by Drew Lindsay | July 12, 2022 | The Chronicles of Philanthropy
Do the basics to steward small-gift donors. Many organizations can’t invest heavily in such work, but experts stress that small things help. Make sure gift acknowledgments and thank-you notes go out promptly with thoughtful, more-than-perfunctory messages, they say. And spell the donor’s name correctly. “People gave us money and entrusted us to use it wisely, and we can’t even remember their name?” says Jim Greenfield, a former college and hospital fundraiser.
Don’t overlook average donors. “The average donor, in my opinion, feels marginalized,” says Matthew Lambert, vice president for university advancement at William & Mary. In 2020, the university completed a nearly decade-long campaign with three goals: to raise $1 billion, improve alumni engagement, and boost the share of alumni who give to the university.
Lambert says the university’s messaging balanced each of the three goals. The campaign also added events beyond typical reunions and social gatherings to bring alumni together. These included faculty discussions on topical issues as well as career-focused meetings for various professions. The share of alumni who give to William & Mary, which reached as high as 30 percent during the campaign, remains tops for public institutions.
Temper praise for big donors. Boasting about megagifts turns off those who aren’t supporters and those who sacrificed just to give a few hundred dollars, says Harvard’s dean of advancement, Armin Afsahi. “Maybe there’s room for a little humility. What if you flipped it and talked more about the common good for the collective?”
Double down on storytelling. Many groups promote their bona fides as great organizations with enormous impact. That ignores the personal, emotional stories that inspire giving, says Nic Miller of the Fundraise Up consultancy.
The success of the crowdfunding platform GoFundMe, which showcases the personal appeals of individuals, is a reminder of what works, Miller notes. Consider the GoFundMe fundraiser by the individual seeking donations for a desperately needed surgery. “That’s a lot more compelling than the hospital saying, ‘We serve millions of people around the world, and we’re very prestigious and well respected …’ — yawn!” Miller says.
Work with other groups. The public’s trust in individual institutions — including nonprofits — is declining, according to surveys. But when organizations partner with others and make appeals together, donors can more easily see themselves as part of a cause.
Five international development groups have joined a campaign led by the advocacy group Global Citizen, each with a different strategy to reduce poverty. “To be honest, it removes an excuse not to give,” says Mick Sheldrick, Global Citizen’s policy chief. “A donor can’t say: ‘You don’t cover my issue.’”
Seek something other than money. The Share Good giving platform used in six cities is promoted as a one-stop digital hub for giving donations but also as a way to volunteer and “shop for good” using nonprofit wish lists. “There’s a whole middle section of the demographic that isn’t a major family foundation and isn’t ready for a donor-advised fund,” says Marjorie Maas, executive director of the three-year-old Share Omaha, which owns the platform. “How do they engage with their community and start being stewarded toward a more impactful relationship? We want to make that entry point to finding that as easy as possible.”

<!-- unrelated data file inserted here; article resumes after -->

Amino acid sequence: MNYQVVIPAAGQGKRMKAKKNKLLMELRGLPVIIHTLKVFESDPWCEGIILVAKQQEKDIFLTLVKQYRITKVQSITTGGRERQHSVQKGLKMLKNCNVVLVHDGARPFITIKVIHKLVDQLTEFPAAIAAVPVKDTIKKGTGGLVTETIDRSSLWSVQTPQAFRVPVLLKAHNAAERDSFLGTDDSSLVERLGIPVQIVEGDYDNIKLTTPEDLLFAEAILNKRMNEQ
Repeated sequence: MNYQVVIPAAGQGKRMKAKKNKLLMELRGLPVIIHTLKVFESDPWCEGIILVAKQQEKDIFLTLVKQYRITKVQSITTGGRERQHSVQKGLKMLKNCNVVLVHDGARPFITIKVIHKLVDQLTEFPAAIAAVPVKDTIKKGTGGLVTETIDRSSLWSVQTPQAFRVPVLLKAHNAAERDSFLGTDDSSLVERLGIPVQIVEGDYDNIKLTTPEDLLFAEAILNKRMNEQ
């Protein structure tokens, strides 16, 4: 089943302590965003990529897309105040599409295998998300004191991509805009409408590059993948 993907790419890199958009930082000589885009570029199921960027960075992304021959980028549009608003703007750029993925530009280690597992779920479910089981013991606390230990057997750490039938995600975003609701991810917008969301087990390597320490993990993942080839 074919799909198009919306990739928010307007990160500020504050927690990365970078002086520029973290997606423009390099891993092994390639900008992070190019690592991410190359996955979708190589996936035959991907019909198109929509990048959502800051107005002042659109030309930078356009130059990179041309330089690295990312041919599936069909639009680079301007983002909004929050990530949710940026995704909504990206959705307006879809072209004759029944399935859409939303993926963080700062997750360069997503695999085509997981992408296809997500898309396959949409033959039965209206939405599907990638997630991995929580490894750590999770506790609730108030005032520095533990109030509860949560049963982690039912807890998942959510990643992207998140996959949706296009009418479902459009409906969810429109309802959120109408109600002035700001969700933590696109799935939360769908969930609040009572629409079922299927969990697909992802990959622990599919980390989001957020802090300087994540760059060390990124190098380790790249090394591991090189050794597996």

Share Omaha’s Do Good 2021 day to encourage volunteerism prompted donations of more than 3,500 hours of help, a 15 percent increase over 2020.
Support mutual-aid groups and other informal “doing good” efforts. The crowdfunding platform GlobalGiving promotes individuals and groups that aren’t registered charities because they are often closest to the issues — and often the first who can respond to natural disasters. “We’re trying to step outside the rigid structure where we can only partner with nonprofits,” says Sandrina da Cruz, the group’s director of disaster response.
The organization still works to make sure funding is used appropriately, but the nonprofit world needs to develop new, more flexible accountability measures, da Cruz says. “Are the different accountability mechanisms that we put in place still the best way to go about it? Or is it just that we’ve been doing it the same way for so long?”
Bring people together — online and in person. The pandemic’s forced isolation “made us hungrier for connection,” says Mari Kuraishi, president of the Jessie Ball duPont Fund, which is funding nonprofit efforts to expand their social-media presence. “It’s a great time to be in that space and say, ‘Hey, we can help you connect in a genuine and meaningful way.’”
Nonprofit leaders report their in-person events are bringing people lots of joy. The University of Central Arkansas launched the public phase of a $100 million campaign in the spring of 2021 with a series of high-energy gatherings fueled by people’s excitement at being together again. “It was important to them to feel part of something and feel part of the campaign,” says Maegan Dyson, assistant vice president of development.
Build communities of purpose wherever possible. Charity:water promotes its monthly donor program, the Spring, as a place for “people like you … giving anything they can to prove how unstoppable we are when we work together.”
“We really need to figure out how to recognize, reward, and engage the everyday philanthropist about the importance of collective impact,” says Keith Leaphart, chair of the Lenfest Foundation and founder of Philanthropi, a digital platform to encourage lifelong philanthropy. “It’s not what we do individually that matters; it’s what we are accomplishing collectively as a community.”